“The increase of the level of Fukushima incident to level 7 is combined re-classification of the earlier individual assessments of the different level of incidents of different reactors. This does not mean that it will do any extra harm to the public life. Although this level 7 is the same level as Chernobyl incident, the Japanese Nuclear and Industrial Safety Agency estimated that the amount of radioactive material released in Fukushima is ninety percent less than Chernobyl.
The International Nuclear and Radiological Event Scale (INES) is a scale of nuclear incident and accidents to report to the public like earthquake scales.
Level 1: Anomaly. This level is when minor problems with safety components, breach of operating limits at a nuclear facility, loss or theft of low activity radioactive sources.
Level 2: Incident. 10 times higher than Level-1. Exposure rate more than 50 mSv/hour with significant contamination within the facility.
Level 3: Serious Incident. 10 times higher than Level-2. Exposure rate is more than 1 Sv/hour in an operating area with severe contamination. Low probability of significant public exposure.
Level 4: Accident with local consequences. 10 times higher than level-3. Fuel melt or damaged and release of significant quantities of radioactive material within an installation with high probability of public exposure. Level-4 is called for if at least one death from radiation and minor release of radioactive material so only local food controls are necessary.
Level 5: Accident with Wider Consequences. This level is 10 times higher than level-4 and is called for when the reactor core is severely damaged and large amount of radioactive materials are released with a high probability of significant radiation exposure to the public. And also when several deaths from radiation exposure and planned radiation control is needed.
Level 6: Serious Accident. 10 times higher than level-5. This level is declared when significant amount of radioactive material is released in the environment and planned controlling procedures need to be taken.
Level 7: Major Accident. This is 10 times higher than level-6 and the highest level of accident. This is declared when significant amount of radioactive material is released into the environment which can affect public health. Implementation of planned and extended radiation safety programs are needed at this level.
“Level- 5 is the highest contamination level as was declared earlier. Now after accumulating the total release of radioactive materials in this accident the level is re-classified as the highest level as a one whole accident. Due to yesterdays 7 scale earthquake, there was no extra radioactivity. The radiation level near the reactors are decreasing as it should be. So this new classification (level-7) should not add extra impact.”
Dr Don Higson is a retired nuclear safety specialist and Fellow of the Institution of Engineers Australia, Fellow of the Australasian Radiation Protection Society
“This refers to the IAEA event scale. I do not have it in front of me but, as I recall, it relates to nuclear incidents/accidents on a scale of 1 to 7 with 7 being the worst. This would imply that someone is rating the Fukushima incident as being as bad as the Chernobyl reactor accident. To my mind, this would be nonsense. Consider the following consequences:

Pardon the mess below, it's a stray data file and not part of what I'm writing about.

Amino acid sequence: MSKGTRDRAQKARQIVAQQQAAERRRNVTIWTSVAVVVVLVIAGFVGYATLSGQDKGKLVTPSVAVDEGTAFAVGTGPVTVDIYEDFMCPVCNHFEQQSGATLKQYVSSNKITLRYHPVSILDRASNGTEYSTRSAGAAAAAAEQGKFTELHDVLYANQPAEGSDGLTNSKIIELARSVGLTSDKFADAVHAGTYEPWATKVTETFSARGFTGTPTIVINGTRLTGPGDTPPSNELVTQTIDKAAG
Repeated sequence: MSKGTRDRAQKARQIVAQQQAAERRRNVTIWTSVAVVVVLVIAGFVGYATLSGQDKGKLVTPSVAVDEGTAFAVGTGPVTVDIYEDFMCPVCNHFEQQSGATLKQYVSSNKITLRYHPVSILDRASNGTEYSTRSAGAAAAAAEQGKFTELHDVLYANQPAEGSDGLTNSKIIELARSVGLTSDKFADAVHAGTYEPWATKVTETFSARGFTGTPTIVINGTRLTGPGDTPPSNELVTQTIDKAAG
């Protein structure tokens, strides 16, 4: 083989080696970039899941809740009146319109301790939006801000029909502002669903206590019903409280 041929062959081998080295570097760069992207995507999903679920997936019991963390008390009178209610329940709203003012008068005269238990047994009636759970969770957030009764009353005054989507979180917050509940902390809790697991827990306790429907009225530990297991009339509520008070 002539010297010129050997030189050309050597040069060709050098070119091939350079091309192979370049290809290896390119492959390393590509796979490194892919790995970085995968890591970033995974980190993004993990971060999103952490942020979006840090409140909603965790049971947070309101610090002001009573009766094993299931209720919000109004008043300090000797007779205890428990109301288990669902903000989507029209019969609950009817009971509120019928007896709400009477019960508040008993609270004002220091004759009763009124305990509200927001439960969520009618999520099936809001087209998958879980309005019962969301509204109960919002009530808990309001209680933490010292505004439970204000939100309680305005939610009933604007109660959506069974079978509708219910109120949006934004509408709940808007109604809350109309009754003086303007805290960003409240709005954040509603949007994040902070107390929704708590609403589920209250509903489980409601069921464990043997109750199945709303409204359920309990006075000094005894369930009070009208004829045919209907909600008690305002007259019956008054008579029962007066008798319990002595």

Number of workers hospitalised with acute radiation sickness
Number of deaths of workers within a month
I could go on.”
Dr John Price is a former member of the Safety Policy Unit of the National Nuclear Corporation UK, an Adjunct Associate Professor at Monash University, Australia, and now a private consultant
“Although the level has been raised to 7 today, it doesn’t mean the situation today is worse than it was yesterday. It means the event as a whole is worse than previously thought.
The INES levels are used to define a nuclear event as a whole, they aren’t a moment-by-moment measure. To a certain extent you can say that they are non-objective as it’s just a case of when the boxes are ticked rather than someone saying this is now a really big event.
The reason Fukushima Dai ichi can be placed in Level 7 is because of the INES definition:
‘Major release of radioactive material with widespread health and environmental effects requiring implementation of planned and extended countermeasures.’
The releases of radiation got worse due to several events during the first week (explosions at the plant etc), and it is measuring the extent of these first-week events that has increased the level now.
The 10000 TBq has now reduced to 1000 TBq presumably through decay. The total Bq being stated is presumably the total radioactivity that a Japanese organisation has calculated to have been released from the reactors for the incident up to this date. 1 Bq is one decay per second. It is impossible to determine what is happening to humans near the plant since the radio-active particles will settle. The human effect depends on where the human is in relation to the particles.
One problem is that the radioactive material is able to be spread by the wind. It appears that they are now scattering an “anti-scattering agent” (NISA update 9 April 0800) which is presumably to stop particles from leaving the plant site.”